PromptSQL is a utility which provides Intellisense for the following editors:
- Microsoft Query Analyzer (SQL Server 2000)
- Microsoft Enterprise Manager (SQL
- Microsoft SQL Server Management Studio (SQL Server 2005)
Studio .NET 2003
- Visual Studio .NET 2005
This utility does not
install any hooks into any of these editors. Rather, it runs in a user's
interactive session and is visible as a tray icon. When a supported editor
starts up and PromptSQL is active, it will provide Intellisense based on
For my evaluation of the product, I looked at PromptSQL version 1.2, the
latest version at the time of this review. My testing involved the following
applications across both Windows 2000 and Windows XP systems: Microsoft Query
Analyzer, Microsoft SQL Server Management Studio (RTM), and Visual Studio.NET
2005 (RTM). The .NET Framework version 1.1 was installed on the Windows
2000 system and the .NET Framework versions 1.1 and 2.0 were installed
on the Windows XP platform. PromptSQL requires the .NET Framework
version 1.1 as a minimum but also runs with the .NET Framework version 2.0.
The installation process is straight-forward. A standard installer is used
which prompts for the directory to install the files. Once PromptSQL is
installed, the first time the application is started the user is prompted for
the licensing information. If the user has saved off the license file (one can
be requested prior to download), the user simply points PromptSQL to the file and it'll automatically
import the licensing information. This is stored in an XML file within the user
profile. As an important note, since the settings are stored within the user
profile, if it's a shared system, each user logging in will have to set the
PromptSQL installs by placing itself in the Startup folder under Start |
Programs. This ensures it
starts up whenever the user (or all users, depending on the option selected
during installation) logs on to the system. PromptSQL does not run as a service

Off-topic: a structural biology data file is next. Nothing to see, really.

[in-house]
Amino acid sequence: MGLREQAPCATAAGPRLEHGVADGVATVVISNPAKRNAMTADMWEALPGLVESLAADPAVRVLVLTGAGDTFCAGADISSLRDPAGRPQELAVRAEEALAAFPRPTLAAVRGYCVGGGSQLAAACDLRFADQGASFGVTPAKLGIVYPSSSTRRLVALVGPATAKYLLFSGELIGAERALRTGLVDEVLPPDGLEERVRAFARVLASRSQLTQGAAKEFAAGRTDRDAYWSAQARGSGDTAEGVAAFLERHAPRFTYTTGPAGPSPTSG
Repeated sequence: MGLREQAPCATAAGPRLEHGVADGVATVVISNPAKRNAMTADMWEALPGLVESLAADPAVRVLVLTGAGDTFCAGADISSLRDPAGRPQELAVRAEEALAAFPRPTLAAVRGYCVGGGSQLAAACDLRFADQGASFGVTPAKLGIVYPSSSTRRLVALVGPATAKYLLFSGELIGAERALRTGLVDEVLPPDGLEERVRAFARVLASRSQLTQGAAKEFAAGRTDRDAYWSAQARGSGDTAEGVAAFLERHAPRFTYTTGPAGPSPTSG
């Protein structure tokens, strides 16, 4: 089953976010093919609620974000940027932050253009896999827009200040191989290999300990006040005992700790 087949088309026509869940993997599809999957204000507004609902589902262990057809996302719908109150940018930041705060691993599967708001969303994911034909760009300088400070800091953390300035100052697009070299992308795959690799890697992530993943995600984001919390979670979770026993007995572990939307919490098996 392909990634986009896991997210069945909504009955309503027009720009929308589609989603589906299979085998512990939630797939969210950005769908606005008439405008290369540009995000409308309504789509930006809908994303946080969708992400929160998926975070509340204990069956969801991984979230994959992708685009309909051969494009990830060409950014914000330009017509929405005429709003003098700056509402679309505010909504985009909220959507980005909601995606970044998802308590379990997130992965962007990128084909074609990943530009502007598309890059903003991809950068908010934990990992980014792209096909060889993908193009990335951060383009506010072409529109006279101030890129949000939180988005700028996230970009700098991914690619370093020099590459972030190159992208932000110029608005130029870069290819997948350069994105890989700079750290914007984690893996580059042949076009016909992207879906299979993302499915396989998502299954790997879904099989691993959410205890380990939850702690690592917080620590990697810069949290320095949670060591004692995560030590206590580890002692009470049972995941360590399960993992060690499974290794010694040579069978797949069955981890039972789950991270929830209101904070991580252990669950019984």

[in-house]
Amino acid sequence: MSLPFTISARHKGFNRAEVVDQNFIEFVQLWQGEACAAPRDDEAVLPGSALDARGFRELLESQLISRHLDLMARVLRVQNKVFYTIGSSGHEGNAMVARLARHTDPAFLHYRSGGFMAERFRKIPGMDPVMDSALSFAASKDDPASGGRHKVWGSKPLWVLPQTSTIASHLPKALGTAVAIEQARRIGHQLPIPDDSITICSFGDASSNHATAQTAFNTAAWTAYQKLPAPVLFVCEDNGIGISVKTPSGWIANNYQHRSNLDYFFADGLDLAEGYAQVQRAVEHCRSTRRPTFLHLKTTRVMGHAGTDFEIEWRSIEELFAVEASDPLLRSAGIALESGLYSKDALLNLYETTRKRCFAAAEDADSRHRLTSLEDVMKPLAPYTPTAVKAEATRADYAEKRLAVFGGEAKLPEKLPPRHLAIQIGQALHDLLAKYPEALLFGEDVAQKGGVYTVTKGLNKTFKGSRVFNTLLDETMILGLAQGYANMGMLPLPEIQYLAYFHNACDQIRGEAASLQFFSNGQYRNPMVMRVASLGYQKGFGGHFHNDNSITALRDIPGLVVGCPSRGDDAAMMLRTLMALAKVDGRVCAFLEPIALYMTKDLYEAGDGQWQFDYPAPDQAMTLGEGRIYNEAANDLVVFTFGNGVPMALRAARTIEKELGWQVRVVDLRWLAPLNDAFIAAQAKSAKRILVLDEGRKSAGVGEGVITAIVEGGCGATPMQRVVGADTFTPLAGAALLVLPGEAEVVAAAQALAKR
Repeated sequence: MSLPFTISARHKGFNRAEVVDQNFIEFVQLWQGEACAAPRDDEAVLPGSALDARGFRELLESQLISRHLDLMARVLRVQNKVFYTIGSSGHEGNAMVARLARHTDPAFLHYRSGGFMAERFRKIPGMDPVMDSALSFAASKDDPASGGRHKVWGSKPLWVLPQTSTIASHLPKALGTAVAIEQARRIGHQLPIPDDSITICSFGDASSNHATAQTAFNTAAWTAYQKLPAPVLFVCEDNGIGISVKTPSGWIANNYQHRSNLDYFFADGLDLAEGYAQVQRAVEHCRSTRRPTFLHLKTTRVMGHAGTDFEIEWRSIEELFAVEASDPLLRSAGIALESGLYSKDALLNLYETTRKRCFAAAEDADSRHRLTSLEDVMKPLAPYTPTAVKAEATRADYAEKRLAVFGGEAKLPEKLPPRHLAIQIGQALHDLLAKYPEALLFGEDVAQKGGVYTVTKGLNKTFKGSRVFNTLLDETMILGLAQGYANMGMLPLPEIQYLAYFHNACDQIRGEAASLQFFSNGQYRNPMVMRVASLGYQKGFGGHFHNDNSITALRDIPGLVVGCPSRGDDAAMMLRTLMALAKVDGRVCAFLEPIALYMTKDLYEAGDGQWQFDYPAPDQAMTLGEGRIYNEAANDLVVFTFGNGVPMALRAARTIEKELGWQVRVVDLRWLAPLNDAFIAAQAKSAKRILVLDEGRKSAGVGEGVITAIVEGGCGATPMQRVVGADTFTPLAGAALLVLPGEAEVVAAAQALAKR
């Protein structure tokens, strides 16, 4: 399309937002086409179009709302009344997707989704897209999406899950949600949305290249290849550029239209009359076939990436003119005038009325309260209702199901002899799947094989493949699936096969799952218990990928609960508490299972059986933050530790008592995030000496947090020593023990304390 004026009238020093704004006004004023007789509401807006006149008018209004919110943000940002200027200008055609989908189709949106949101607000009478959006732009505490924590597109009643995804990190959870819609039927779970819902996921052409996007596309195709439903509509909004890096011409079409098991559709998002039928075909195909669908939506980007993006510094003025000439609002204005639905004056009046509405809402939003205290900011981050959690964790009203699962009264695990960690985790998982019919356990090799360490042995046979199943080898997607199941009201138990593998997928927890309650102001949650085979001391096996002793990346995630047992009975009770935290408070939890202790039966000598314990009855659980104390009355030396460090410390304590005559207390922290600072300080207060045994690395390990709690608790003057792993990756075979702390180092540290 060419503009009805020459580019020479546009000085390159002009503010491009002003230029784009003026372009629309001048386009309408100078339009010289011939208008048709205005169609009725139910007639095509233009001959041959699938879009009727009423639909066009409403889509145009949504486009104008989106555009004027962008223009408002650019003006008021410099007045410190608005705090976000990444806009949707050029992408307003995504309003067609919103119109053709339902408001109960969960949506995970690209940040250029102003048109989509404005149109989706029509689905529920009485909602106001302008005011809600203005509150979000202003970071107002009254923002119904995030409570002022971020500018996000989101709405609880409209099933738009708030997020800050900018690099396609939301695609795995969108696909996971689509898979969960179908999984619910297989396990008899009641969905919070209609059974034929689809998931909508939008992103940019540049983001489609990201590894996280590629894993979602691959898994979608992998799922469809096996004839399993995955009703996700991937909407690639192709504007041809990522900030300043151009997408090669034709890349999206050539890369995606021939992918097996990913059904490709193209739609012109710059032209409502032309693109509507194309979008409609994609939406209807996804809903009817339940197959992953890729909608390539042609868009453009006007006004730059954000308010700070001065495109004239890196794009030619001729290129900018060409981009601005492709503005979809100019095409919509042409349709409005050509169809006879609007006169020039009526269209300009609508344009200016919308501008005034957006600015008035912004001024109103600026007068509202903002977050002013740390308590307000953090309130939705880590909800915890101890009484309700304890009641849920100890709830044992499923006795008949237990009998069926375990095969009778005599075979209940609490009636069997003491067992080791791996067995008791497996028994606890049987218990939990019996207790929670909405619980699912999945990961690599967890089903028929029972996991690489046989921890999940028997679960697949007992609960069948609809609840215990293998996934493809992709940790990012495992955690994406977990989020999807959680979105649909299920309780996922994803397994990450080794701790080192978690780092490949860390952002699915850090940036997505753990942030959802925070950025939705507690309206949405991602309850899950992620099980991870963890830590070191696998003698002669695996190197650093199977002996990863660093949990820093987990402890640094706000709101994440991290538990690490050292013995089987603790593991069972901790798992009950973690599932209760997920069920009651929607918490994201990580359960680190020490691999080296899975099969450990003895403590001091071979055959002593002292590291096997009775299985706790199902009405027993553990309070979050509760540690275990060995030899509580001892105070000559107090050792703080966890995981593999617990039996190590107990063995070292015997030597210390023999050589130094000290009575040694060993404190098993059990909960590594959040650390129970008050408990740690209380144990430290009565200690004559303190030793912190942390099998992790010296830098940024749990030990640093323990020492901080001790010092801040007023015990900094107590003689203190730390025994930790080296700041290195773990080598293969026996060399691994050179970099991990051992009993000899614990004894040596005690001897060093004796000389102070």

and if removed from the Startup folder it'll have to be started manually.
Once PromptSQL is installed, the only frequent user interaction is to define a
database connection if PromptSQL cannot determine how to connect to the server.
If you're using Windows authentication, generally PromptSQL doesn't have an
issue. If, however, you're using a SQL Server login, be prepared to have to
specify the username and password in the connection dialog window, as shown in
Figure 1: PromptSQL Connection Dialog Window
Other than that, there is almost no further user interaction to get
Intellisense working. When one of the editors PromptSQL supports is started (and
used for a database project), PromptSQL will bring up Intellisense prompts
according to the context. Figure 2 shows PromptSQL's Intellisense within SQL
Server Query Analyzer. Note that it not only provides a list of matching objects
based on dbo.C, but it also provides the columns and their data types (in the
case of a table or view) or parameters (in the case of a stored procedure). Icons
to the left of the object name (such as to the left of Categories) mark
what type of object it is. For instance, tables have a different icon than views
do. In Figure 1 Categories is a table and [Category Sales for 1997] is a view.
Do note that if aliased an object, for instance, if I specified FROM
dbo.Categories c, I could use that alias in the WHERE clause and PromptSQL will
provide Intellisense properly.
Figure 2: PromptSQL within Query Analyzer
PromptSQL's Intellisense within SQL Server Management Studio works
essentially the same way. Figure 3 shows Intellisense against an AdventureWorks
Figure 3: PromptSQL within SQL Server Management Studio
Within Visual Studio .NET thinks are a bit different, but only slightly so.
For instance, if you open up a C# project and just type "SELECT * FROM " and
expect PromptSQL's Intellisense to pop up, it won't (nor will Microsoft's since
it doesn't understand the context). However, as shown in Figure 4, if the
context justifies Intellisense, PromptSQL provides it.
Figure 4: PromptSQL within Visual Studio .NET 2005
Again note the icons marking tables and views and the display of the column
definition for the HumanResources.Department table. I assume the
functionality is similar in UltraEdit, however, UltraEdit isn't an editor I use.
But as you can see, there's no real difference between how PromptSQL interacts
with the supported editors.
PromptSQL is highly customizable with respect to how quickly to display
Intellisense, how the lists are formated (font size and type), whether or not to use owners/schema, etc.
Figure 5 shows one of several settings tabs which can be brought up by
right-clicking in the PromptSQL tray icon and selecting Options.
You can configure PromptSQL to be as quick as you need with respect
to Intellisense and have a good amount of control over how the Intellisense is